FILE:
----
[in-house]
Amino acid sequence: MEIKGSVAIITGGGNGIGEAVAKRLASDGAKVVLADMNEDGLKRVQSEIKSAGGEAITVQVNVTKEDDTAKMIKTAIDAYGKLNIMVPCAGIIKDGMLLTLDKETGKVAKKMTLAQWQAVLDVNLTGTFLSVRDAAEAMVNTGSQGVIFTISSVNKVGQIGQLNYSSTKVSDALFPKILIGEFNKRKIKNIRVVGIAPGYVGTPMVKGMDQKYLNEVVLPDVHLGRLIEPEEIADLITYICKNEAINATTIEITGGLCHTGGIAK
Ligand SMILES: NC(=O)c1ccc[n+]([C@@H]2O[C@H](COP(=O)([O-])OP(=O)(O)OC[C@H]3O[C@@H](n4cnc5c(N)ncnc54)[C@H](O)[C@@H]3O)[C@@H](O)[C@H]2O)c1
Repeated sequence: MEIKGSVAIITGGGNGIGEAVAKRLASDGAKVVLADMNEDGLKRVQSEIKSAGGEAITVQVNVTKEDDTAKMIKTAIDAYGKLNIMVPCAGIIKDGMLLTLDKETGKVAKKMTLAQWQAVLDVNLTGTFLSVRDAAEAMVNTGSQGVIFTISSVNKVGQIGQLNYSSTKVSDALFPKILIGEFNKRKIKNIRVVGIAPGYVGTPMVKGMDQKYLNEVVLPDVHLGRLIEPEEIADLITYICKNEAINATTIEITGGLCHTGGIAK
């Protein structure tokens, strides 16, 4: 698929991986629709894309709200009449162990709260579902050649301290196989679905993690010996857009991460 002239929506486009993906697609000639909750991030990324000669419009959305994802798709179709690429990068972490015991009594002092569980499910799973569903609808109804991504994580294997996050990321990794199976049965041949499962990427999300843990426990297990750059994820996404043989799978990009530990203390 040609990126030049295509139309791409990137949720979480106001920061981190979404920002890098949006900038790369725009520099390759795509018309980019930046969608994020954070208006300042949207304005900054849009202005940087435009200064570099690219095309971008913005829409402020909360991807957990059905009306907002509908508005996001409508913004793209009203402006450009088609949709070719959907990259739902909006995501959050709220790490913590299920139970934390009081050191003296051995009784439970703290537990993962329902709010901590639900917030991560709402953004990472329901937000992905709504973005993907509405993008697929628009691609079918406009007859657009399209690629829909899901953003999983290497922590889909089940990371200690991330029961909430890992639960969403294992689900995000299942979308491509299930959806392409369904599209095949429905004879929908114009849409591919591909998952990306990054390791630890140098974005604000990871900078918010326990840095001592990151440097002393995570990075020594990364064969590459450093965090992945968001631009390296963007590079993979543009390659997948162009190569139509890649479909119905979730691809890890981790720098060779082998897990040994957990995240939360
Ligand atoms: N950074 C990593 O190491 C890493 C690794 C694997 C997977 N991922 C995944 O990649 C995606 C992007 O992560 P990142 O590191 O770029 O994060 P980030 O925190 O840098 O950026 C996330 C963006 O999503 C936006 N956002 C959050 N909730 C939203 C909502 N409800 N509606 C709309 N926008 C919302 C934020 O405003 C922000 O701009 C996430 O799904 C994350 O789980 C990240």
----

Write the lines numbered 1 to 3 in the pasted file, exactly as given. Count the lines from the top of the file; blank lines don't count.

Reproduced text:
[in-house]
Amino acid sequence: MEIKGSVAIITGGGNGIGEAVAKRLASDGAKVVLADMNEDGLKRVQSEIKSAGGEAITVQVNVTKEDDTAKMIKTAIDAYGKLNIMVPCAGIIKDGMLLTLDKETGKVAKKMTLAQWQAVLDVNLTGTFLSVRDAAEAMVNTGSQGVIFTISSVNKVGQIGQLNYSSTKVSDALFPKILIGEFNKRKIKNIRVVGIAPGYVGTPMVKGMDQKYLNEVVLPDVHLGRLIEPEEIADLITYICKNEAINATTIEITGGLCHTGGIAK
Ligand SMILES: NC(=O)c1ccc[n+]([C@@H]2O[C@H](COP(=O)([O-])OP(=O)(O)OC[C@H]3O[C@@H](n4cnc5c(N)ncnc54)[C@H](O)[C@@H]3O)[C@@H](O)[C@H]2O)c1